Industry estimates suggest that recruitment has gone up 8-10% in 2018 over that in the previous year.
Industry estimates suggest that recruitment has gone up 8-10% in 2018 over that in the previous year. However, employees with niche skills account for about 40% of the total staff recruited this year, double the proportion in 2017, as IT companies are reshaping organisations and reorienting business models, said Pankaj Bansal, chief executive officer at PeopleStrong, a leading human resources technology organisation.
“While net hiring might not have changed much, there has been a significant shift in the type of hiring organisations do,” he said.
CK Guruprasad, consultant at executive search firm Spencer Stuart, said the days of mass hiring and huge bench strengths were over. “There is a sharper focus on newer skills, as client companies across industries are going through their own digital journeys and IT companies are helping them navigate this transformation,” he said. IT companies are willing to pay a premium to people with niche skills, he said.
Although hiring continues to take place in traditional roles in areas such application maintenance and infrastructure services, there is a focus on automating these services or moving them to the cloud, which is also increasing demand for new skills such as cloud, artificial intelligence (AI), machine learning and robotics.
AI could add $957 billion to the Indian economy by changing the nature of work to create better outcomes for businesses and society, said a report, ‘Rewire for Growth’, by Accenture. The report said that AI has the potential to increase India’s annual growth rate of gross value-added (GVA) by 1.3 percentage points, lifting the country’s income by 15% in 2035.
Vamsi Karavadi, senior consultant at Aon Hewitt, said although overall hiring and salary had not seen a sharp increase, there was a surge in demand for niche skills in areas such as cybersecurity, information security, risk and digital technology. “IT firms are a lot more focused now and conscious about the RoI (return on investment) of a hire,” he said.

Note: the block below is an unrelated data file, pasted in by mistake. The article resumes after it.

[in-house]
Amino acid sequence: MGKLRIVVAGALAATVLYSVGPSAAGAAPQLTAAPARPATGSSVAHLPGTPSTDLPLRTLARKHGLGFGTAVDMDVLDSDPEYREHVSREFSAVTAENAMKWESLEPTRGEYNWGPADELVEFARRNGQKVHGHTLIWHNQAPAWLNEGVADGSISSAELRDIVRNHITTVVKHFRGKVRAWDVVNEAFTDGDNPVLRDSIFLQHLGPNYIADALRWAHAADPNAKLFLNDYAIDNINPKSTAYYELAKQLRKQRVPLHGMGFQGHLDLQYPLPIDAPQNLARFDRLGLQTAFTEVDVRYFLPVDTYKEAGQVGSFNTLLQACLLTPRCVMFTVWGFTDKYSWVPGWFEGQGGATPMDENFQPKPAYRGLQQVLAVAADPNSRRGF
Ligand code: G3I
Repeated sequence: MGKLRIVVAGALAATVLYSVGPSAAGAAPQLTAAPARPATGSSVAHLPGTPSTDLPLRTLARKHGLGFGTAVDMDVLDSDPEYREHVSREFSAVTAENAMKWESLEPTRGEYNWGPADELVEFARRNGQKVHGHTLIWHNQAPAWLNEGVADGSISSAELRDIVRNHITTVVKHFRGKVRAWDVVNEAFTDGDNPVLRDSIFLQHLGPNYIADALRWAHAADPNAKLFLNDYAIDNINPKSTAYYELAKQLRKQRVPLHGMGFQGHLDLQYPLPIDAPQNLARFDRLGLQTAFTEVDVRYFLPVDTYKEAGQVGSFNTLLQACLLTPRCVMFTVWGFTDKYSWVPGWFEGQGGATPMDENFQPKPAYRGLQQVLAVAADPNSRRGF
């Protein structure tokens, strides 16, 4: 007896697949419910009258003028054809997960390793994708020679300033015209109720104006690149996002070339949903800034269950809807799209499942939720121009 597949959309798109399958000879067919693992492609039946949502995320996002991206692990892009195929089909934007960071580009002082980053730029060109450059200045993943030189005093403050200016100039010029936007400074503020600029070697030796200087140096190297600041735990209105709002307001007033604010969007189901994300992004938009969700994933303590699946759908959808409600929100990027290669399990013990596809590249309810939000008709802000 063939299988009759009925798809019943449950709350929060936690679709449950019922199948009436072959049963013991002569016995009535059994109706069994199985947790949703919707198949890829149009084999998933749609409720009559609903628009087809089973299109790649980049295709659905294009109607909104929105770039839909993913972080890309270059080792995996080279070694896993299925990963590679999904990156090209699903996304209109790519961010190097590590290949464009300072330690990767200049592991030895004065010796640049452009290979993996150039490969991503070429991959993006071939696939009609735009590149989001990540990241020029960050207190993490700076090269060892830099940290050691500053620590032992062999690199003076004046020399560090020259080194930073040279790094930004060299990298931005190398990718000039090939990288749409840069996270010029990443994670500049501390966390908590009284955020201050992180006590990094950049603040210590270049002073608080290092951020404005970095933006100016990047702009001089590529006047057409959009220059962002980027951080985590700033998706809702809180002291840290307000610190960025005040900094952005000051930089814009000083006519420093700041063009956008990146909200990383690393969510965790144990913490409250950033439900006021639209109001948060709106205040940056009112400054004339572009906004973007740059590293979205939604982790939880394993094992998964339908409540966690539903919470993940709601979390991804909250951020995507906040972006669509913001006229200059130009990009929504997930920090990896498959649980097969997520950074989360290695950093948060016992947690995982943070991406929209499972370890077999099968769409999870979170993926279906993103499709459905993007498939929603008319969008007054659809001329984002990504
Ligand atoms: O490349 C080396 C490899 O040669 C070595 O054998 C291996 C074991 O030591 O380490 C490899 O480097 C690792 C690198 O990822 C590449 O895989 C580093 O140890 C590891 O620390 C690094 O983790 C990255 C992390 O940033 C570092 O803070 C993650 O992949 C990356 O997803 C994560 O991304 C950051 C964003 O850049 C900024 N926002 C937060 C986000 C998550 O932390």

There are 10,000-15,000 open jobs related to cybersecurity across tech and non-tech roles, according to data from Teamlease Services. Within the technology sector the demand is spread between ITeS (25%), software product (non-security) or shared services or captives (24%) and security companies (9%). The bulk of the demand is from Delhi, Mumbai, Bengaluru, Hyderabad and Pune, as per the data.
“Growth will continue in analytics space (data and big data), artificial intelligence that is percolating in just about every aspect of business, and machine learning that goes hand in hand with AI,” said Shakun Khanna, head of human capital management (HCM) applications – Asia Pacific at Oracle.
Skill set-wise there is greater demand for “full-stack” programmers, who are comfortable with all layers of software development, and generic programmers are facing the push to update their skill set with niche skills. “That’s why employees are investing themselves in skilling up,” said Bansal. “New-skills people have significant advantage and salary difference over others.”
Leading IT companies are also expected to step up hiring from campuses this year. Zensar Technologies, for instance, is planning a 40% year-on-year increase in hiring from leading institutions such as Indian Institutes of Management and XLRI. This year, the company plans to visit campuses of leading Indian Institutes of Technology too.
“I have told my team to look for freshers who have done interesting things in technology and startups,” said Supratik Bhattacharya, chief talent officer at RPG group, of which Zensar Technologies is a part. “For lateral hiring at Zensar, the skills that we are looking for include predictive analytics, AI, machine learning and blockchain.”